How to Use Toys to Build Language Skills

How to Use Toys to Build Language Skills
By Ashley Ward, B.A., SLPA

With the holidays right around the corner, you are likely thinking about which toys and gadgets you will surprise your children with this year. Almost every toy imaginable can be used to build language skills while playing. In imaginative play with dolls or cars, engage in pretend dialogue with your child. This helps build their imaginations while working on vocabulary and sentence structure. Ask your child for descriptions of what is going on during the play session, like what certain characters are wearing and how they are feeling. Below, I have created a brief list of specific ways you can work on language skills with common toys.
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Baby Dolls:
In addition to imaginative play with the dolls, you can talk about the different body parts and use accessories (baby bottle, cradle, clothes, etc.) to talk about the baby’s needs and feelings. Use “wh” questions (who, what, where, when, why) to expand conversation. For example, “Why is the baby crying?” “When do you need to feed the baby?” “What is the baby doing?” You can also use these accessories to work on prepositions: “Put the baby under the blanket,” “The baby is in her bed.” If the doll comes with an array of baby clothes, use these to teach the names of these items (hat, bib, pajamas, socks, etc.)
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Play kitchen:
There is so much you can do with a play kitchen. If possible, set up a mini grocery store with inexpensive fake food products or even use some of your own. This allows you to teach your child names of all different types of food. While cooking, ask your child to describe how they are preparing the food. Again, this is a great opportunity to work on prepositions: “Put the meat in the oven,” “The pan is on the stove,” and verbs such as stirring, mixing, pouring, opening/closing containers, etc.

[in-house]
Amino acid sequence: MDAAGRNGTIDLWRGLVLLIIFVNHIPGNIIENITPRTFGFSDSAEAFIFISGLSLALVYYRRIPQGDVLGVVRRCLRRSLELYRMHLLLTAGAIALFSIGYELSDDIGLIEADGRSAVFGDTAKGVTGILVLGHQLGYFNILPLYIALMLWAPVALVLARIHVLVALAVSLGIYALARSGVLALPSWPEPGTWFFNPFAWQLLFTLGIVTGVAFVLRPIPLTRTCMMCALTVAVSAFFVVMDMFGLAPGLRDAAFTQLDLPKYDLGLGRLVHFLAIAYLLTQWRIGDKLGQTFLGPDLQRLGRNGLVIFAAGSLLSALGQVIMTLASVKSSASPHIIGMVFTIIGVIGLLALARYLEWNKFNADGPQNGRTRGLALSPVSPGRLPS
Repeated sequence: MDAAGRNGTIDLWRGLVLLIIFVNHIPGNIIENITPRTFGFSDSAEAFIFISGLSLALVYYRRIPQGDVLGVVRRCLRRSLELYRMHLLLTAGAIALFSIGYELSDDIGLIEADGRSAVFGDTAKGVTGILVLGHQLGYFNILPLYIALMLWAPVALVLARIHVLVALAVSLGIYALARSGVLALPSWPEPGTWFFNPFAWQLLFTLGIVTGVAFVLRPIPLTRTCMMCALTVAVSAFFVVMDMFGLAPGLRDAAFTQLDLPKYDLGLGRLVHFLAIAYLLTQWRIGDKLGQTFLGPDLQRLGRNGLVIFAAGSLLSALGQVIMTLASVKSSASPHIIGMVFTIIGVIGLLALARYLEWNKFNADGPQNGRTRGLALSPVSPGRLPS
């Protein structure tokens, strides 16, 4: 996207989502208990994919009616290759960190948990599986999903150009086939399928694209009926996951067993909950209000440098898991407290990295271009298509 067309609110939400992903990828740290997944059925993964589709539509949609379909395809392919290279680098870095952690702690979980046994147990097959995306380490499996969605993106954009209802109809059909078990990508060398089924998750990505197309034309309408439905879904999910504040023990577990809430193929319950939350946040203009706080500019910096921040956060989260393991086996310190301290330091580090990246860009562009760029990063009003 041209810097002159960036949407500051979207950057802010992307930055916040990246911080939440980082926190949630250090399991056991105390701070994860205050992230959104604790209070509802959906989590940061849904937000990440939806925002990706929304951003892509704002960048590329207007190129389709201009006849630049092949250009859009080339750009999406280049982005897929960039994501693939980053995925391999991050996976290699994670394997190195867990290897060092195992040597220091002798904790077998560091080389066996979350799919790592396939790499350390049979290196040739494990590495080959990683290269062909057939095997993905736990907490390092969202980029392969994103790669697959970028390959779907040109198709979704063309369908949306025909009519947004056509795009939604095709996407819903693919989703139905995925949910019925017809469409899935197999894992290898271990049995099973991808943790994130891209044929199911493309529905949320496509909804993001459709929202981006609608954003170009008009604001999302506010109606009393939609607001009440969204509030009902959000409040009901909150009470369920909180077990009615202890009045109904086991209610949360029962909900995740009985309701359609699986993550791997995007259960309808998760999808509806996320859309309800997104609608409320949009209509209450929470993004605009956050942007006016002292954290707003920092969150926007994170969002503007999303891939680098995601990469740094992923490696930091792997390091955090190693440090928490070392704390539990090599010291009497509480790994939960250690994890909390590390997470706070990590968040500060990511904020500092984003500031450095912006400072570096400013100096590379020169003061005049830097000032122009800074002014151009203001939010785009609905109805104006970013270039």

Doctor Set:
Go through the doctor set with your child and have them try to describe what each item is used for. What is a stethoscope used for? Why do doctors use a thermometer? Why would a patient need a cast/sling? Your child may have some trouble with this depending on their age, so they may need you to help them explain. Doctor sets are great for social/pragmatic play with turn taking. Your child can play the doctor first, asking you for your symptoms using “wh” questions and using the play tools appropriately based on their function. Then, switch roles and have your child play the patient by having them describe how they are feeling: “How do you feel when you’re sick? Tired, grumpy, nauseous?”

These are just a few ideas of ways you can incorporate and promote language development with play. We at Capital Area Speech wish you and your family a wonderful holiday!

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